NOTE: This is a somewhat humorous account of Father Kunst’s “pink” chasuble, used in his former parish, which he has replaced in his new assignment.
Why Does Father Wear Pink During Lent?
You can buy almost anything on the online auction site Ebay, which can be both a good thing and a bad thing. Due to pressure from the Catholic Church, Ebay clamped down on the buying and selling of saints’ relics. Unfortunately, there are enough loopholes for people to be able still sell such sacred items on the auction website. There have been a number of great things over the years that I have purchased for my parish on this online auction, including the beautiful candle stands we use for the altar, but about 10 years ago I bought a Mass vestment on Ebay that has become an ongoing joke among my parishioners.
Most priests own their own set of vestments, and because we use the colors purple, green, and white so often, I dare say that most priests have more than one chasuble (the name of the outer vestment worn by priests at Mass) of each of those colors. The other liturgical color that is used, but not nearly as often, is red, which is worn at Pentecost, Good Friday, and for any martyred saint’s feast day.
The color that is used most rarely is rose. The liturgical color rose is only used twice during the year, Gaudete Sunday, which is the third Sunday of Advent, and Laetare Sunday, which we will celebrate in March as the fourth Sunday of Lent.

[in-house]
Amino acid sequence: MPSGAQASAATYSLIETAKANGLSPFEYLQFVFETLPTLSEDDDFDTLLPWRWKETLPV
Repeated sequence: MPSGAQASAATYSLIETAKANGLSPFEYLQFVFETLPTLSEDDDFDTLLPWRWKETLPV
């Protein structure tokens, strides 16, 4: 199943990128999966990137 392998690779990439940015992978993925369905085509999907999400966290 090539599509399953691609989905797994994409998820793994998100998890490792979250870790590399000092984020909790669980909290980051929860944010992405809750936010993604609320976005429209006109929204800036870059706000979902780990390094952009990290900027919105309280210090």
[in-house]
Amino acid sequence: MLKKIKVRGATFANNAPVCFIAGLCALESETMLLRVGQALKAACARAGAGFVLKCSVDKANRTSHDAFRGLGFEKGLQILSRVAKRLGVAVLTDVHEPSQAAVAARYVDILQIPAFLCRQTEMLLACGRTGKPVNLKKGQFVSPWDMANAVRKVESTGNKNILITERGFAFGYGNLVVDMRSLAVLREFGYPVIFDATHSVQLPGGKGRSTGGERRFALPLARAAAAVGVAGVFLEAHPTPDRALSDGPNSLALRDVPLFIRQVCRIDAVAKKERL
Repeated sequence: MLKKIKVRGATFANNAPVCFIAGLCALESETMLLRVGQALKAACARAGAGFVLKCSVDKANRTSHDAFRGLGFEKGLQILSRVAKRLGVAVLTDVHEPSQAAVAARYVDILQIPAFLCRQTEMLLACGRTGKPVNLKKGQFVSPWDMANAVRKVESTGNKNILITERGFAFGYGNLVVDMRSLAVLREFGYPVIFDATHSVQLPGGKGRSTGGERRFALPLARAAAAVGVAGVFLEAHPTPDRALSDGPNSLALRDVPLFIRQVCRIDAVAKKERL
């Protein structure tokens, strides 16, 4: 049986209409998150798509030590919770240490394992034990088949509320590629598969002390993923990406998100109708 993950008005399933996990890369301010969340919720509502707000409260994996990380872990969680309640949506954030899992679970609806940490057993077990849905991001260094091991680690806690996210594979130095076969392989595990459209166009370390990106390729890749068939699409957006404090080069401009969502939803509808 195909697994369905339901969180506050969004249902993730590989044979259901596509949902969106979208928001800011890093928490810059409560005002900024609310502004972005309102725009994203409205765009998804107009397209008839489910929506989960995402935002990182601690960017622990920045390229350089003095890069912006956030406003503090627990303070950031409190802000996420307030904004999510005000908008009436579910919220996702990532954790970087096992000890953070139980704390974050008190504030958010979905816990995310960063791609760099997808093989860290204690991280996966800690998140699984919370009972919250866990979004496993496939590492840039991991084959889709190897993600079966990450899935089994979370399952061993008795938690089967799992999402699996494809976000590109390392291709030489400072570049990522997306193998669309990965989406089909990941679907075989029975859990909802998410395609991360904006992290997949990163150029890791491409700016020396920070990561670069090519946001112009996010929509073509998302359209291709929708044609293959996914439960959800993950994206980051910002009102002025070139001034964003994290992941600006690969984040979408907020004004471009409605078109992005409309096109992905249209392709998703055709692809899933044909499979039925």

Now here is the joke about my Laetare Sunday chasuble: It is pretty old, maybe from the 1950s, when Mass was always celebrated “ad orientem” (with the priest facing the same direction of the people), so the decoration on the vestment was only on the priest’s back. Since I do not celebrate the Mass “ad orientem,” I purposefully wear my vestment backwards, so that the decoration can be seen by the congregation. But more significant is that my vestment really is not rose, it’s Pepto-Bismol, or as my parishioners always call it, pink.
They don’t know this (until now), but whenever I am reassigned to another parish, I will be donating this Ebay purchase to the parish as a parting gift.
All this aside, what is the point? What exactly is Laetare Sunday, and why do we celebrate it? This fourth Sunday of Lent is called Laetare because of the first words from this liturgy’s introit, “Laetare Jerusalem” — “Rejoice, Jerusalem.” During the first several centuries of the Catholic Church, Lent was celebrated for only 36 days. Eventually four days were added before the first Sunday of Lent to make the season a complete 40 days. This is how we got Ash Wednesday, which occurred for the first time in the year 714 A.D.
Laetare Sunday marks the middle of the Lenten season, although technically the very middle of Lent is the Thursday before the fourth Sunday. Nevertheless, on this fourth Sunday, representing the middle of Lent, the church encourages us to be a little more lighthearted. The lighter color of rose (not pink) and the addition of flowers permitted in the sanctuary for the only time in Lent are meant to encourage the faithful in their penance. The church is telling us not to lose heart — our penances are half over; Easter is coming.
The Advent counterpart to Laetare Sunday, as already mentioned, is known as Gaudete Sunday, and traditionally it served the same purpose. In early centuries, Advent, like Lent, had more of a penance theme to the season. On the third week of Advent, the church wanted the faithful to have a lightened break to the penance, so the colors of the vestment and Advent candles were brightened for that one day of the season. Advent, of course, is no longer considered to be a season of penance, but the church has kept the ancient tradition of changing the colors.